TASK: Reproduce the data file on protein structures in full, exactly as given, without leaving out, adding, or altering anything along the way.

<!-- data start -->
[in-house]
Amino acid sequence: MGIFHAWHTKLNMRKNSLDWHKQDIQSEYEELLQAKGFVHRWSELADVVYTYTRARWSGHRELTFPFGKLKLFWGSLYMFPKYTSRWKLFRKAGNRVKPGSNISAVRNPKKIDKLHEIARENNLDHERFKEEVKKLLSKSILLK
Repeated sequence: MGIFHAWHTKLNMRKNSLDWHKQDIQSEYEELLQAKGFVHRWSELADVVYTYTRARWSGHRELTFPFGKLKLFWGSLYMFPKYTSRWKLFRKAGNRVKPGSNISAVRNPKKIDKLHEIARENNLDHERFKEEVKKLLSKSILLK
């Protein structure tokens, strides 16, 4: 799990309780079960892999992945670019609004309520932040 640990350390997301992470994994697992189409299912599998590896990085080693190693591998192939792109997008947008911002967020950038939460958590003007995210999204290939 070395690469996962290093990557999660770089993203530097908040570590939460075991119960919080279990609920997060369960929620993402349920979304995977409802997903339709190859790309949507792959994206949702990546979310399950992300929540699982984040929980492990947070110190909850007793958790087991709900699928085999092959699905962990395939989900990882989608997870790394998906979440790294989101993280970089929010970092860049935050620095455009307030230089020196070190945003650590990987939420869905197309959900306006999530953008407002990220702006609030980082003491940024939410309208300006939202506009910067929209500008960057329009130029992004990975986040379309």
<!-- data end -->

[in-house]
Amino acid sequence: MGIFHAWHTKLNMRKNSLDWHKQDIQSEYEELLQAKGFVHRWSELADVVYTYTRARWSGHRELTFPFGKLKLFWGSLYMFPKYTSRWKLFRKAGNRVKPGSNISAVRNPKKIDKLHEIARENNLDHERFKEEVKKLLSKSILLK
Repeated sequence: MGIFHAWHTKLNMRKNSLDWHKQDIQSEYEELLQAKGFVHRWSELADVVYTYTRARWSGHRELTFPFGKLKLFWGSLYMFPKYTSRWKLFRKAGNRVKPGSNISAVRNPKKIDKLHEIARENNLDHERFKEEVKKLLSKSILLK
């Protein structure tokens, strides 16, 4: 799990309780079960892999992945670019609004309520932040 640990350390997301992470994994697992189409299912599998590896990085080693190693591998192939792109997008947008911002967020950038939460958590003007995210999204290939 070395690469996962290093990557999660770089993203530097908040570590939460075991119960919080279990609920997060369960929620993402349920979304995977409802997903339709190859790309949507792959994206949702990546979310399950992300929540699982984040929980492990947070110190909850007793958790087991709900699928085999092959699905962990395939989900990882989608997870790394998906979440790294989101993280970089929010970092860049935050620095455009307030230089020196070190945003650590990987939420869905197309959900306006999530953008407002990220702006609030980082003491940024939410309208300006939202506009910067929209500008960057329009130029992004990975986040379309």